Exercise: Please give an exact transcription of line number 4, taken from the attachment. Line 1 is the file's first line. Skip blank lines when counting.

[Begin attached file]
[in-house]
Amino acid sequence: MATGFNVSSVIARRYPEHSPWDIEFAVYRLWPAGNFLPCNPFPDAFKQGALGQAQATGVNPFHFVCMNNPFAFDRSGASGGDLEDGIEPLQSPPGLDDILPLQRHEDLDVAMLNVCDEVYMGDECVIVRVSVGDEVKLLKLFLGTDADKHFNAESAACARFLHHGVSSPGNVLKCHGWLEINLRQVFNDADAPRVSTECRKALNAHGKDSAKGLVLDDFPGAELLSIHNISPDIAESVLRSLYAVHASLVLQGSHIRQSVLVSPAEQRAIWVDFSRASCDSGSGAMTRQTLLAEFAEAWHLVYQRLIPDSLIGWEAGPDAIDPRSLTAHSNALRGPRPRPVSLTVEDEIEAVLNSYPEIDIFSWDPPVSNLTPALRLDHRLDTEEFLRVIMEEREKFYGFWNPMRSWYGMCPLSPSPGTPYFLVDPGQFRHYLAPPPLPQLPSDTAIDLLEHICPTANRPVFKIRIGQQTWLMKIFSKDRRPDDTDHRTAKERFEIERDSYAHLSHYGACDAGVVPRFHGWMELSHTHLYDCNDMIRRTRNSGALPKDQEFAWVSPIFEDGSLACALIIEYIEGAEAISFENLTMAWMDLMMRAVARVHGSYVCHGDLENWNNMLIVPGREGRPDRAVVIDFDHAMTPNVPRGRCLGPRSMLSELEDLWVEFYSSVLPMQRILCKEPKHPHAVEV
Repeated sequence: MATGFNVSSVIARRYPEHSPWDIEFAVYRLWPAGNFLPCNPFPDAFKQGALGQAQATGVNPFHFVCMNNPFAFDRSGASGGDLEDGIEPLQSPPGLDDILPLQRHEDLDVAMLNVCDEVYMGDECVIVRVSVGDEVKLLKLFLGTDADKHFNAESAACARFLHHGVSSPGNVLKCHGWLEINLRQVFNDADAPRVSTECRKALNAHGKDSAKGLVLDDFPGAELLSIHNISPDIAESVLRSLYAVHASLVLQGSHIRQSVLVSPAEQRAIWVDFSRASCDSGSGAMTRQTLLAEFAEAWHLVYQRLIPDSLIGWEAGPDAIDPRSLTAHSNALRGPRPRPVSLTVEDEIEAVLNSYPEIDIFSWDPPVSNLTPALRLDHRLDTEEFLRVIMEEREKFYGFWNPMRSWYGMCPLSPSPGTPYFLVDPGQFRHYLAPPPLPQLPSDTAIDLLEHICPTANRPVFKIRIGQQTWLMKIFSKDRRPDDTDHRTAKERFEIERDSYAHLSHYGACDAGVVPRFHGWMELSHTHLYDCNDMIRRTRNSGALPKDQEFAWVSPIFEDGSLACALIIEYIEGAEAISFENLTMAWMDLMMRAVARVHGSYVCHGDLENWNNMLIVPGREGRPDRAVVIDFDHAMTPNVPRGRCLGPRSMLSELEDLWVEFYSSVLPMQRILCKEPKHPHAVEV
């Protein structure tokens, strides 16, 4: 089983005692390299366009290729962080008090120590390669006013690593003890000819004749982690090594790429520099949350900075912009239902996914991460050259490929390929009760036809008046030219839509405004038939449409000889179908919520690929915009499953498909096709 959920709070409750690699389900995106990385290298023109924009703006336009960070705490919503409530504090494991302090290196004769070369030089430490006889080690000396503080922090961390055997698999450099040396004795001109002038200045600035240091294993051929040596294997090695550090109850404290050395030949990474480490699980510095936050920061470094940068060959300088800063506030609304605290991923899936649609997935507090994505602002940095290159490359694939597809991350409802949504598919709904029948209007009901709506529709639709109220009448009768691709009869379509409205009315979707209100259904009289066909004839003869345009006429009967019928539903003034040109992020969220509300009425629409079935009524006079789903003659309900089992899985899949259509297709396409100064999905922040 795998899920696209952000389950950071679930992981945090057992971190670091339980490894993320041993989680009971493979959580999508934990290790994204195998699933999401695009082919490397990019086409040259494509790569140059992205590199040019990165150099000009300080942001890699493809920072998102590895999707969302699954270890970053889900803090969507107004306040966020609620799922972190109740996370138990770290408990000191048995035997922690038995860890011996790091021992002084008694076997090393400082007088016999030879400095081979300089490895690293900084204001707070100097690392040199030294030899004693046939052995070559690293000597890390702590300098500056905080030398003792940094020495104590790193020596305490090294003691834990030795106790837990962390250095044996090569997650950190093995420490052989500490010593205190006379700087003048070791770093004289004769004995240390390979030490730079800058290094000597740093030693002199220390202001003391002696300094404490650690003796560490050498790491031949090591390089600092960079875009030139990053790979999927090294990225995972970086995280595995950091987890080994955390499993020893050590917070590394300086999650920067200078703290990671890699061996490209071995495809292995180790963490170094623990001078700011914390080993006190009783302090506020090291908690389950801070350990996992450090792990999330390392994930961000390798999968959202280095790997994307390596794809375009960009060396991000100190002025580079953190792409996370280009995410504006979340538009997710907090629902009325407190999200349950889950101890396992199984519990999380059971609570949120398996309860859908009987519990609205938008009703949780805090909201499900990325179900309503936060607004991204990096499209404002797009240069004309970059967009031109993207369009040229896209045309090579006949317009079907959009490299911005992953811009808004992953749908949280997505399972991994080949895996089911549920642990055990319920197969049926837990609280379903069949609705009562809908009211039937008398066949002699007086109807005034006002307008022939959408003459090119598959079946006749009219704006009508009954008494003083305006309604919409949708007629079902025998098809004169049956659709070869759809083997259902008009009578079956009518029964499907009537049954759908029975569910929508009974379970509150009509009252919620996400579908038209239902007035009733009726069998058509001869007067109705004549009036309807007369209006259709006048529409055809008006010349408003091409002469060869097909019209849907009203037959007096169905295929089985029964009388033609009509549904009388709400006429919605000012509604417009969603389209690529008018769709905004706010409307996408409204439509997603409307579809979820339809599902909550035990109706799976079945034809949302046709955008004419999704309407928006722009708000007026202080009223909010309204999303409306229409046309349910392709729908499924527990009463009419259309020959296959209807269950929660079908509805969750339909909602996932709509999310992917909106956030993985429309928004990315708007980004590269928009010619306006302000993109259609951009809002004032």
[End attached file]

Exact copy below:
């Protein structure tokens, strides 16, 4: 089983005692390299366009290729962080008090120590390669006013690593003890000819004749982690090594790429520099949350900075912009239902996914991460050259490929390929009760036809008046030219839509405004038939449409000889179908919520690929915009499953498909096709 959920709070409750690699389900995106990385290298023109924009703006336009960070705490919503409530504090494991302090290196004769070369030089430490006889080690000396503080922090961390055997698999450099040396004795001109002038200045600035240091294993051929040596294997090695550090109850404290050395030949990474480490699980510095936050920061470094940068060959300088800063506030609304605290991923899936649609997935507090994505602002940095290159490359694939597809991350409802949504598919709904029948209007009901709506529709639709109220009448009768691709009869379509409205009315979707209100259904009289066909004839003869345009006429009967019928539903003034040109992020969220509300009425629409079935009524006079789903003659309900089992899985899949259509297709396409100064999905922040 795998899920696209952000389950950071679930992981945090057992971190670091339980490894993320041993989680009971493979959580999508934990290790994204195998699933999401695009082919490397990019086409040259494509790569140059992205590199040019990165150099000009300080942001890699493809920072998102590895999707969302699954270890970053889900803090969507107004306040966020609620799922972190109740996370138990770290408990000191048995035997922690038995860890011996790091021992002084008694076997090393400082007088016999030879400095081979300089490895690293900084204001707070100097690392040199030294030899004693046939052995070559690293000597890390702590300098500056905080030398003792940094020495104590790193020596305490090294003691834990030795106790837990962390250095044996090569997650950190093995420490052989500490010593205190006379700087003048070791770093004289004769004995240390390979030490730079800058290094000597740093030693002199220390202001003391002696300094404490650690003796560490050498790491031949090591390089600092960079875009030139990053790979999927090294990225995972970086995280595995950091987890080994955390499993020893050590917070590394300086999650920067200078703290990671890699061996490209071995495809292995180790963490170094623990001078700011914390080993006190009783302090506020090291908690389950801070350990996992450090792990999330390392994930961000390798999968959202280095790997994307390596794809375009960009060396991000100190002025580079953190792409996370280009995410504006979340538009997710907090629902009325407190999200349950889950101890396992199984519990999380059971609570949120398996309860859908009987519990609205938008009703949780805090909201499900990325179900309503936060607004991204990096499209404002797009240069004309970059967009031109993207369009040229896209045309090579006949317009079907959009490299911005992953811009808004992953749908949280997505399972991994080949895996089911549920642990055990319920197969049926837990609280379903069949609705009562809908009211039937008398066949002699007086109807005034006002307008022939959408003459090119598959079946006749009219704006009508009954008494003083305006309604919409949708007629079902025998098809004169049956659709070869759809083997259902008009009578079956009518029964499907009537049954759908029975569910929508009974379970509150009509009252919620996400579908038209239902007035009733009726069998058509001869007067109705004549009036309807007369209006259709006048529409055809008006010349408003091409002469060869097909019209849907009203037959007096169905295929089985029964009388033609009509549904009388709400006429919605000012509604417009969603389209690529008018769709905004706010409307996408409204439509997603409307579809979820339809599902909550035990109706799976079945034809949302046709955008004419999704309407928006722009708000007026202080009223909010309204999303409306229409046309349910392709729908499924527990009463009419259309020959296959209807269950929660079908509805969750339909909602996932709509999310992917909106956030993985429309928004990315708007980004590269928009010619306006302000993109259609951009809002004032």